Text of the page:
In Tokyo, Japan’s capital and an Olympian this summer, officials are handing out medals, all of which were made using metals recycled from used electronics.

<!–[if IE 9]><!–[if IE 9]>Qian Yang, première médaillée d'or des JO de Tokyo 2020

Qian Yang, a Chinese athlete who won the 10m rifle event, was the first to stand atop the podium at the Tokyo Olympics. She is the first gold medal winner of the 2020 Olympics, as well as the first to receive a medal made from recycled electronic components.

As promised four years ago by the organizing committee of the Tokyo games, all the medals that will be distributed during the event, bronze, silver or gold, will have been produced thanks to the recycling of electronic devices donated by the public. The committee called on the public to donate as many used devices as possible to be recycled in order to extract the components and metals needed to make the medals.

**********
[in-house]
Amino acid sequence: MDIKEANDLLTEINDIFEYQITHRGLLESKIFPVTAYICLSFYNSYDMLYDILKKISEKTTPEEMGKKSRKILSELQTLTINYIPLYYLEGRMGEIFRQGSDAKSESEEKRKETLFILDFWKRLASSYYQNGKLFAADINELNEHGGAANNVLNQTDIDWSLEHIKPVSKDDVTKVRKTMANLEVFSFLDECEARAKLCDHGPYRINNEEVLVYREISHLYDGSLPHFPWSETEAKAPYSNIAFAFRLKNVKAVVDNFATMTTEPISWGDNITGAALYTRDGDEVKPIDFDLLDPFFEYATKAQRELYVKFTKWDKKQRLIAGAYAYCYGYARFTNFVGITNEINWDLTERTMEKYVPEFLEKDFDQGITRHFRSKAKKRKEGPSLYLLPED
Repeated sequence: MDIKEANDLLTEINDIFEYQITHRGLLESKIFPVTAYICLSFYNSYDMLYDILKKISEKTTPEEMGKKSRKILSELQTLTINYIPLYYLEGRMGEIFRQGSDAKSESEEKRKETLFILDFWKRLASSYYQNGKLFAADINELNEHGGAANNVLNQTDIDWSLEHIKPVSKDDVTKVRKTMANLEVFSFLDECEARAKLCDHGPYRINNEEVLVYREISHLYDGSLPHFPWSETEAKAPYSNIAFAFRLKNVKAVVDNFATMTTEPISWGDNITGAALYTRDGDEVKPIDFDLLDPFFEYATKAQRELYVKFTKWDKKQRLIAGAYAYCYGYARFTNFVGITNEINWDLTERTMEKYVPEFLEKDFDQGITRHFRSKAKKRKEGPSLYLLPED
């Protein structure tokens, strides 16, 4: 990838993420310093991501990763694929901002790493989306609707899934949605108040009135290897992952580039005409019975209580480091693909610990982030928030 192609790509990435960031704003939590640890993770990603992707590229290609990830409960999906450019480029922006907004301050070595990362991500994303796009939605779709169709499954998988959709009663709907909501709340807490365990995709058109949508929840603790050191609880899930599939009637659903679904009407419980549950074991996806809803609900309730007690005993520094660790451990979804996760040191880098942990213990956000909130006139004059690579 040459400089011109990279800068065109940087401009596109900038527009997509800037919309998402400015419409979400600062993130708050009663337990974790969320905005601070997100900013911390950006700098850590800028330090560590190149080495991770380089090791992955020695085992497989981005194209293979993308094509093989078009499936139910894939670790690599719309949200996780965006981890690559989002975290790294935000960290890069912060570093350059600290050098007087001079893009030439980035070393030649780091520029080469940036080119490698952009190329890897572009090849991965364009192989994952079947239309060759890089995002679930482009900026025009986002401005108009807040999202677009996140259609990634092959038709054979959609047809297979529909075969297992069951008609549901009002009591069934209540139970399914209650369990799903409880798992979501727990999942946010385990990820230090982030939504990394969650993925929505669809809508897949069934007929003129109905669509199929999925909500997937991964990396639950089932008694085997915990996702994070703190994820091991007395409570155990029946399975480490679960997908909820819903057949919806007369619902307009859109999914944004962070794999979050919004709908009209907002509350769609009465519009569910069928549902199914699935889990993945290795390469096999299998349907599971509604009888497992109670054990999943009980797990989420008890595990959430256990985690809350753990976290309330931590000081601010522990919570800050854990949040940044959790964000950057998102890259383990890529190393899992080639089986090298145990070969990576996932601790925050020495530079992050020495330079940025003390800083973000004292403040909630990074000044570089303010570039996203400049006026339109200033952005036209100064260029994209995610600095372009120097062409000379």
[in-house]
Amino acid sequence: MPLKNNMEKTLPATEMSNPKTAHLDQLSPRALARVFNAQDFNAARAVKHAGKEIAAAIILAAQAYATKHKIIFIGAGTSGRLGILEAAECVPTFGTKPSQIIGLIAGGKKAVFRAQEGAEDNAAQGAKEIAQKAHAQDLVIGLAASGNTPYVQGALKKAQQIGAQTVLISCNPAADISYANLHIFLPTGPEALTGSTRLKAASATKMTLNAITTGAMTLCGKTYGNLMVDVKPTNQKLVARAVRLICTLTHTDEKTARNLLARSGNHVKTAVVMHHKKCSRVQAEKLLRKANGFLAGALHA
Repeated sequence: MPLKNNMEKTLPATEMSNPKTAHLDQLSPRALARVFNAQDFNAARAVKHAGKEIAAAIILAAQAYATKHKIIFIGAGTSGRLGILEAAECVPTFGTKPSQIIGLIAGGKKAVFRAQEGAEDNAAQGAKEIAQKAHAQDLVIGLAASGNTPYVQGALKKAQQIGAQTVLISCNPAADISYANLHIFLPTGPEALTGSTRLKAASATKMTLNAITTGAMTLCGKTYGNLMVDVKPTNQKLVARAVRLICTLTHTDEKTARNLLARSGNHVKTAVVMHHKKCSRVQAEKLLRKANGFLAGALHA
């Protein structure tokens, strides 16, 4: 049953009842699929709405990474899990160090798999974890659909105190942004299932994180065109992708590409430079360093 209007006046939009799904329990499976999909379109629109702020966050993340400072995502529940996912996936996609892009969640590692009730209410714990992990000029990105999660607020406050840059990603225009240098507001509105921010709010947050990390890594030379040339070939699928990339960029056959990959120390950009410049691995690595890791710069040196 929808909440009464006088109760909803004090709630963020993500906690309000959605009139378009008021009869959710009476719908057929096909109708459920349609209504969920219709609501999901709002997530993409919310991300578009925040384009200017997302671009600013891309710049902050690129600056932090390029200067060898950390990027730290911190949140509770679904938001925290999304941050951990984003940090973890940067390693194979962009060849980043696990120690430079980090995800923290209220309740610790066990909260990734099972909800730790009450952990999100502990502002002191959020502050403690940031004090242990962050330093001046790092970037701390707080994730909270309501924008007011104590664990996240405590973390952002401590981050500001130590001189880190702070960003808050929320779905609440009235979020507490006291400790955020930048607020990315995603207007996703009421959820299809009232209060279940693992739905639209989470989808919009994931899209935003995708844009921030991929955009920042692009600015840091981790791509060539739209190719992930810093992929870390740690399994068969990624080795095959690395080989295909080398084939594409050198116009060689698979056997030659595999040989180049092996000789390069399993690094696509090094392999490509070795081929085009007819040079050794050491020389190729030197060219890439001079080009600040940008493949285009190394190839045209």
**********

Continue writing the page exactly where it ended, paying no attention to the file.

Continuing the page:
“An important message for future generations

A very well attended appeal, so much so that the organizers were overwhelmed with smartphones, cameras and other laptops to dismantle. In total, more than 47,000 tons of devices were collected, including the weight of the 5 million mobile phones collected by NTT, Japan’s leading operator and partner in the event. The organizing committee needed 2,700 kg of bronze, 4.1 kg of silver and 30.3 kg of gold to design the 5,000 medals for the best athletes of the Olympic and Paralympic Games. As of March 2019, enough devices had been received to meet the target.

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For Kohei Uchimura, a gold medal-winning gymnast who served as the relay for this recycling awareness campaign, “this is a lot of waste avoided and a very important message for future generations.” This is the first time that all Olympic medals are made of recycled metals, although in Rio (2016), 30% of the silver used to make the medals was already recycled. Will a similar initiative be conducted for the 2024 Olympics, which, as a reminder, will be held in Paris?